...and not in a good way. Back in November, I discussed a submarine veteran here in Idaho who was quite interested in sharing his "progressive" views on politics. He's back in the news again, in a story that's quite sure to blow up in his face:
"A Boise veteran who served on a submarine at the height of the Cold War says the federal government doesn't like his messages of peace.
"Dwight Scarbrough has more than a half-dozen banners and bumper stickers on his Ford Ranger pickup.
"He said an agent with the U.S. Department of Homeland Security recently showed up at his federal offices saying they have to be removed.
"Scarbrough said the agent cited a law which prohibits folks from distributing political material on federal property."
Whoa, a federal "agent" showing up at work to stifle dissent... sounds quite bad. Almost as bad as the DHS "agents" who showed up at the Dartmouth student's home to investigate his library book requests... and we all know how that story turned out.
I'm not sure what it is with the wacky left with their stories about Homeland Security "agents" -- men who come to peoples houses (or now, offices) to intimidate them because of their political beliefs. They just don't exist (the "agents", not the political beliefs -- those definitely exist). Plus, they can never seem to get the "agent's" name. The Boise offices associated with DHS are the TSA office at the airport and an Immigration sub-office, as near as I can tell. I don't think baggage inspectors are showing up at Forest Service offices to stop people from speaking truth to power.
I just hope my good friends at the progressive Idaho blogs don't get caught up in this story -- except for Binkyboy, of course...
Staying at PD...
Update 1837 16 Feb: Much more on the story, from an obviously biased source, but very troubling if true. The story claims that the conversation with Homeland Security personnel was taped, and has their names (although it doesn't give them out). I still have a hard time believing people with "Homeland Security" insignia would be harassing people in government parking lots, but this one is sounding a little more believable; at least, the basic research into finding a DHS office in Boise matched what I found initially this morning:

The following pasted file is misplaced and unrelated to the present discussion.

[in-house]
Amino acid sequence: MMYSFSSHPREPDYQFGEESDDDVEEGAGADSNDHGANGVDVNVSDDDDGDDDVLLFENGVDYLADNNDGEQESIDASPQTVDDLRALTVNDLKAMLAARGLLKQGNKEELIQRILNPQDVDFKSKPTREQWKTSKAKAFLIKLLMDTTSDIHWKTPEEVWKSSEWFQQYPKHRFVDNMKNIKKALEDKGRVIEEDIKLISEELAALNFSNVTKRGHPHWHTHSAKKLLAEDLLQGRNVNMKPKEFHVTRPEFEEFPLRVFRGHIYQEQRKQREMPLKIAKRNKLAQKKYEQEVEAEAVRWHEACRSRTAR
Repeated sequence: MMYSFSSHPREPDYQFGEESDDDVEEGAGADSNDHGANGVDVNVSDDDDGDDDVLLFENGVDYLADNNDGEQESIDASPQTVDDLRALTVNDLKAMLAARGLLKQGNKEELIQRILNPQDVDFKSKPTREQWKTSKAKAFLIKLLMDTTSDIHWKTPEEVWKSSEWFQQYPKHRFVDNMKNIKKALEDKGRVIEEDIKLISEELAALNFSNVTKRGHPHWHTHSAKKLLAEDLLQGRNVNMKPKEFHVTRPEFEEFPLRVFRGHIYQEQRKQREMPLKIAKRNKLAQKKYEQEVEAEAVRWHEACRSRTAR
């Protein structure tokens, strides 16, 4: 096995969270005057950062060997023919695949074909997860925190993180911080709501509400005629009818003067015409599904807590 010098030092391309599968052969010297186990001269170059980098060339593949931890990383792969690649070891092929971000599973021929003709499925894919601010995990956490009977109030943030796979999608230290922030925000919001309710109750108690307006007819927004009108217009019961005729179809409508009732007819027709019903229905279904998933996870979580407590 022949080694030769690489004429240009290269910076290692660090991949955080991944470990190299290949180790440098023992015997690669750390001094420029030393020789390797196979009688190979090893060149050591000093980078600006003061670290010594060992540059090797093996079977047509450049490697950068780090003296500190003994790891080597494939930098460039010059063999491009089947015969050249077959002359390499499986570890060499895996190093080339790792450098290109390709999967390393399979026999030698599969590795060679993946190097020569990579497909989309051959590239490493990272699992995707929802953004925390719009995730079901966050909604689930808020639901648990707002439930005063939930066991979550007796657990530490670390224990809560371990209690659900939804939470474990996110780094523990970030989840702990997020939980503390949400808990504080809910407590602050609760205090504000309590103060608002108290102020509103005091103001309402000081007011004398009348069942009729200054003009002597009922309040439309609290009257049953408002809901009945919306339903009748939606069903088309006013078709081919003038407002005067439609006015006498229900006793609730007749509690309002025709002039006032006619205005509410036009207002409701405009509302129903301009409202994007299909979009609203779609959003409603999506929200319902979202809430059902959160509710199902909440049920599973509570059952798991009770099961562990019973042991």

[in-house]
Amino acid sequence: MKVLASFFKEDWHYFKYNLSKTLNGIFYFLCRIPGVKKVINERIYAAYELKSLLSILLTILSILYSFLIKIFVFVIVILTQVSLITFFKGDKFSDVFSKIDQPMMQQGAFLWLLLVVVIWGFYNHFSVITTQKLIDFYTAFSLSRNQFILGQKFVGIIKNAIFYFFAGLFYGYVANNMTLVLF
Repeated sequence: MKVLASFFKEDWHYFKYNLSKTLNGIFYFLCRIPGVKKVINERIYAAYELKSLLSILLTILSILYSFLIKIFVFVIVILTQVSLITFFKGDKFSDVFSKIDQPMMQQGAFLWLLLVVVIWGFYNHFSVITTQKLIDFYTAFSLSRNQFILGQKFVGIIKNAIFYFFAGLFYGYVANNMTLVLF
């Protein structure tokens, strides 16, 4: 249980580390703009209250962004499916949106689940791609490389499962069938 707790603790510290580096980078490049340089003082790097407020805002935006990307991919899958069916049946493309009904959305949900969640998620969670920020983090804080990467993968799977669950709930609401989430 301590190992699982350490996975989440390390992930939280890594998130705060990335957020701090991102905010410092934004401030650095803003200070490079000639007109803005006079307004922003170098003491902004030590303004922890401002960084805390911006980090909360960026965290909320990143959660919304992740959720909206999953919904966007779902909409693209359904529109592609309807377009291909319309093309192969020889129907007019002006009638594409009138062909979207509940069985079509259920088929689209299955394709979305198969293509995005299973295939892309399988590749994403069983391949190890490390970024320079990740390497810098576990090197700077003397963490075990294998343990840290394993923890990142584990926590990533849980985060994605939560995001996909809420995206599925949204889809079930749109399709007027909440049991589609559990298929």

"If you're unfamiliar with the Boise office of the Federal Department of Homeland Security, you're not alone. There's not a listing for it in the most recent federal government listings in the local phonebook. The representative from Idaho State Bureau of Homeland Security, located at the Gowen Field Air National Guard Base behind the Boise Airport, hadn't even heard there was an office when I contacted him. Neither had the receptionist at the local U.S. Marshal's office, though she was able to track down a number for the local office of the Federal Protective Service, the section of DHS in charge of protecting federally owned and leased facilities, after putting me on hold for a few minutes (It's (208) 334-9374, in case you're curious. Your taxes fund it, after all.).
"I was only able to confirm the location of the office after asking the security officer at the Natural Resource Complex, whose job (ostensibly, at least) it is to enforce the rules concerning pamphlets, dogs and other controlled substances on federal property. He would not comment about the incident, saying, "If this is about what I think it's about, I'm not allowed to say nothing." He referred me to "FPS, Federal Courthouse, Department of Homeland Security," to find someone who would be able to comment. When I asked who I should say referred me, he covered his nameplate with his hand.
"The "office," once I found it, wasn't much of an office at all, from a service perspective. The door was locked and there was neither a receptionist nor a desk at the front window. When I rang the doorbell, a woman emerged from a nearby cubicle and spoke to me through a tennis-ball-sized hole in the window. She would not confirm the name or identity of the officers, nor their badge numbers (Scarbrough, of course, had written them all down). I slipped a business card through the hole, and by press time, no one had called me back.
"However, when I tried the number provided by the U.S. Marshals, Terry Martin at the Federal Protection Service was able to confirm that the officers identified by Scarbrough did, in fact, work for Homeland Security. He then referred me to the Department of Homeland Security's media spokesman in Texas, who had not responded by press time to my request for information about the incident, or about any change in federal law concerning stickers on vehicles in federal parking lots."
I'll be keeping my eye out on this one to see what transpires...